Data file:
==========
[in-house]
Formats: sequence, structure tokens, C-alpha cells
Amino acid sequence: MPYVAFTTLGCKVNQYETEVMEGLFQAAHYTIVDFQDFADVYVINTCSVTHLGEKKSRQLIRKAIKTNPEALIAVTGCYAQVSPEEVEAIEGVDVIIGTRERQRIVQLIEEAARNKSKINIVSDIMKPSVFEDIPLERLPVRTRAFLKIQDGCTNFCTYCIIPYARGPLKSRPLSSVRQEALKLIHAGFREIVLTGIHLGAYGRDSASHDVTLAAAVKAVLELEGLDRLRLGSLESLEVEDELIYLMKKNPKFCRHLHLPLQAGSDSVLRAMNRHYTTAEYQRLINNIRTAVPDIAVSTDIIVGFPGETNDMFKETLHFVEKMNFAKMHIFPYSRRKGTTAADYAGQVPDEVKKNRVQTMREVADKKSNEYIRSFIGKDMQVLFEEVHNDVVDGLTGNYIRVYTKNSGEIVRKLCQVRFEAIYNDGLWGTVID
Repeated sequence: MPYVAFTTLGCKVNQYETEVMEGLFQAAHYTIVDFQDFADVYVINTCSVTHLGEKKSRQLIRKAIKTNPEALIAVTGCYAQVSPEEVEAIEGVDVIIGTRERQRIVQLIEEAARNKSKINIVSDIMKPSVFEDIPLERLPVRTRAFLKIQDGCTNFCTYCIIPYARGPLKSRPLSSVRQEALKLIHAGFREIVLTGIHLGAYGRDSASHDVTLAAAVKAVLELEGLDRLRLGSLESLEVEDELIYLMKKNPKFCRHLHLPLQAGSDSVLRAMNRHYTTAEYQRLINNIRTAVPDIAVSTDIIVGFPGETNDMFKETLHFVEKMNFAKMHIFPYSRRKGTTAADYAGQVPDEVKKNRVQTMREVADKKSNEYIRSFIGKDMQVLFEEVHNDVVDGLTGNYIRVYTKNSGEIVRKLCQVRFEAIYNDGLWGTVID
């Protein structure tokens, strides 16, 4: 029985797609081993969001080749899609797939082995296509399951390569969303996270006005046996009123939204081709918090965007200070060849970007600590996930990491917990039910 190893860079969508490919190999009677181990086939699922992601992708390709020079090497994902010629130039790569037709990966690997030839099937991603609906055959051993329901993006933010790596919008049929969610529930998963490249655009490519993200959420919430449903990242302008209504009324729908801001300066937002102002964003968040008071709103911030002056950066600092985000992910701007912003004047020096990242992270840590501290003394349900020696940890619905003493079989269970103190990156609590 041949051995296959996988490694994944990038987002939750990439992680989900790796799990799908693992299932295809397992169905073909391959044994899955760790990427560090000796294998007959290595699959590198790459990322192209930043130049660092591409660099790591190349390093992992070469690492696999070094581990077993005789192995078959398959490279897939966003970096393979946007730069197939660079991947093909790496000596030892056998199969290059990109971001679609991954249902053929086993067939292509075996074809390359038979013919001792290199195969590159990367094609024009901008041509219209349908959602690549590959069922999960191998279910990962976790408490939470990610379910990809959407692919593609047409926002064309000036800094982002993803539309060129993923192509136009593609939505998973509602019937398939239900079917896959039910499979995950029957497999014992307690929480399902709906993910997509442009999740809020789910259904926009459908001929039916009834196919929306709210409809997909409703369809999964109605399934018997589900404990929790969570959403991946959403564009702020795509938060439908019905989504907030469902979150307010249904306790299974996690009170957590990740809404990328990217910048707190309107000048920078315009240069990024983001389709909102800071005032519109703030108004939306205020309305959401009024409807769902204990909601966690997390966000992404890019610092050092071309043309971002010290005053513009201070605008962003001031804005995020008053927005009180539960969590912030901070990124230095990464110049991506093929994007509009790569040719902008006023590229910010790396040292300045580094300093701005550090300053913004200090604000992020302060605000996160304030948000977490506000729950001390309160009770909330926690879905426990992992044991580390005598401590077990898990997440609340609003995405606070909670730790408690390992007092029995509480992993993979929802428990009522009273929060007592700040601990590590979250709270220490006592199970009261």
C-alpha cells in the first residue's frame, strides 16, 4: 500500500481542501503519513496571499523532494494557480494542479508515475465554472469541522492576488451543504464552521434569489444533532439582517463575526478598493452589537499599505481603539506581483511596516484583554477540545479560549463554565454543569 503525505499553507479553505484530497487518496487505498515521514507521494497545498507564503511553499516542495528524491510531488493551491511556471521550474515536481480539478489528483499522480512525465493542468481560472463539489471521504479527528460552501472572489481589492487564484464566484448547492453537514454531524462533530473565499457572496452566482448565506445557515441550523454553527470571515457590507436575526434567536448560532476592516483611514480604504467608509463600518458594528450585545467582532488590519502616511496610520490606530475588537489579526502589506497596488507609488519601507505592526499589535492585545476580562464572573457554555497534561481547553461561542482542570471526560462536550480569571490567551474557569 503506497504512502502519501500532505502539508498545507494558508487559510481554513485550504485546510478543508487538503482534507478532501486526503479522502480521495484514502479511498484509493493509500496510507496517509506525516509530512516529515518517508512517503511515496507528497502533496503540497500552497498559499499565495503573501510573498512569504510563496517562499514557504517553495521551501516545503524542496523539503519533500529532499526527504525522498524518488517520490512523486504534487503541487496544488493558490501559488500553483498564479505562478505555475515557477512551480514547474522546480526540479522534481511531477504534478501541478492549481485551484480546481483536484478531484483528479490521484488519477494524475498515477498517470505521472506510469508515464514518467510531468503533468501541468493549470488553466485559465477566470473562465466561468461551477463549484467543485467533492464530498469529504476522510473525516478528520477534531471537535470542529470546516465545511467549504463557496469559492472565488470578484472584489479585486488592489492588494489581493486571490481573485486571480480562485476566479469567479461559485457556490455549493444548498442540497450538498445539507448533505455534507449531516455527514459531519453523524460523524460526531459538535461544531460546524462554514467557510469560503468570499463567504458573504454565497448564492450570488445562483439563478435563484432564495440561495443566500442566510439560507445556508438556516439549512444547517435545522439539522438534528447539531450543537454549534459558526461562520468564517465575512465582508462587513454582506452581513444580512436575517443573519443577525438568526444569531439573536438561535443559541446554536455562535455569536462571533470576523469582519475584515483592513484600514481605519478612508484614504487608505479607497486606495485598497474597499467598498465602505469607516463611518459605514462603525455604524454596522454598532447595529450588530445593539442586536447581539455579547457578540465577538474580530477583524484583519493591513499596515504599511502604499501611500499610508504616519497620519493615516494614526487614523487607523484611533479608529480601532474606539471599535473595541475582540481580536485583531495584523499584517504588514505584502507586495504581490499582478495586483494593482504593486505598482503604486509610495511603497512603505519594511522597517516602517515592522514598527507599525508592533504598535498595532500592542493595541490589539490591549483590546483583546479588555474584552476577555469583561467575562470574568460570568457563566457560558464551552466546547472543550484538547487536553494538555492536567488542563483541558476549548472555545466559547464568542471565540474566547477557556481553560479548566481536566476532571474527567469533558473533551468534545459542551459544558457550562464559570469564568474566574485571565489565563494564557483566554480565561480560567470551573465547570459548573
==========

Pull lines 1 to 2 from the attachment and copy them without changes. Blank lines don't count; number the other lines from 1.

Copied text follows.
[in-house]
Formats: sequence, structure tokens, C-alpha cells